Golf course management facts for tour events
Presented by the Golf Course Superintendents Association of America
Average tour green size (sq. ft.): The average green size on the
professional tours is approximately 6,000 square feet, ranging from 3,500 sq.ft
at Pebble Beach Golf Links, Pebble Beach, Calif. to 9,000 sq.ft. at The Rail Golf
Club, Springfield, Ill.
Land use percentage by 18-hole golf facility: An average of 150-200
acres of total land; teeing areas 2%, putting greens 2%, fairways 23%, rough/woods/water
70%, buildings and grounds 3%.
Stimpmeter: A Stimpmeter is a ramp that allows for consistent and
fair measurement of green speed on a particular course. The distance the ball rolls,
in feet, is the speed or "stimp" reading for the green. The instrument was invented
by Mr. Edward S. Stimpson in 1936 and later implemented for use by the USGA in 1978.
Warm season vs. cool season grasses: Warm season grasses: Among
the best known are bermudagrass, St. Augustinegrass, zoysiagrass, bahiagrass, carpetgrass
and centipedegrass. Warm-season grasses grow at their optimal rate between 75 F
and 95 F. Cool season grasses: Among the best known are colonial bentgrass, creeping
bentgrass, Kentucky bluegrass, perennial ryegrass, fine fescue and tall fescue.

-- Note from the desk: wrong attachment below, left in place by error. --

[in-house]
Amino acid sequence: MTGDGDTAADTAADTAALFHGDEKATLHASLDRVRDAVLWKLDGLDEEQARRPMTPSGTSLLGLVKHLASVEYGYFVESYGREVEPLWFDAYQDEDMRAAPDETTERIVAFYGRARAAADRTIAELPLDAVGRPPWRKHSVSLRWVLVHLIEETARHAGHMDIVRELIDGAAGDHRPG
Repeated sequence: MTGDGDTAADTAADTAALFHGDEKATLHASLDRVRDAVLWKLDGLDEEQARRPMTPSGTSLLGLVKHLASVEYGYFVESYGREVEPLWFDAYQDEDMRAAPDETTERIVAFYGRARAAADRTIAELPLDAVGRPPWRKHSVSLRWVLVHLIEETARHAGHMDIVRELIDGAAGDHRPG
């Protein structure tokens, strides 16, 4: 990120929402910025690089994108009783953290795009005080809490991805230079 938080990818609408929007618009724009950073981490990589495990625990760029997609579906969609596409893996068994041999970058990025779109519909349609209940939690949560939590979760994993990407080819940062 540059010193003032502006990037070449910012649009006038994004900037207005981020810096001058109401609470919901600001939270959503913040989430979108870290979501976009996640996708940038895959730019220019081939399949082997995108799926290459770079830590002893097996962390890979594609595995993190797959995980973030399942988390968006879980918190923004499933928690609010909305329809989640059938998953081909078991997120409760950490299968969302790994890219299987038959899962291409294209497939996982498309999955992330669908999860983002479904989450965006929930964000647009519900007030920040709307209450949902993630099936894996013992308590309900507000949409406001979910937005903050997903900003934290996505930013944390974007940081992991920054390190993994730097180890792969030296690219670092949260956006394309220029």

They grow best between 55 F and 85 F.
Course rating vs. slope: The USGA Course Rating indicates the course's
playing difficulty for scratch golfers. It is expressed as strokes taken to one
decimal place and is based on yardage and other obstacles. The USGA Slope Rating
reflects the difficulty of the course for the players who are not scratch golfers.
The greater the difference between these numbers, the higher the USGA Slope Rating
and the more strokes the golfer will receive.
Grain of grass: Grain, particularly on putting surfaces, is a golfer's
term referring to the tendency of grass to grow in one or more directions relative
to ball roll. Exposure to the sun as it tracks across the sky is one factor that
affects grain, but the predominant force is water and the direction it flows relative
to slope. Much has been written about grain and how it impacts putting accuracy.
Golf course superintendents alter mowing direction and utilize other maintenance
techniques to minimize grain. At professional competitions on closely mown putting
surfaces, grain is usually very subtle, but remains a part of the putting challenge.
Reading grain properly is an art form that adds to the mystique of what it takes
to be a true champion.
For more information regarding golf course management practices, contact your local
superintendent or the GCSAA at 800-472-7878 or www.gcsaa.org.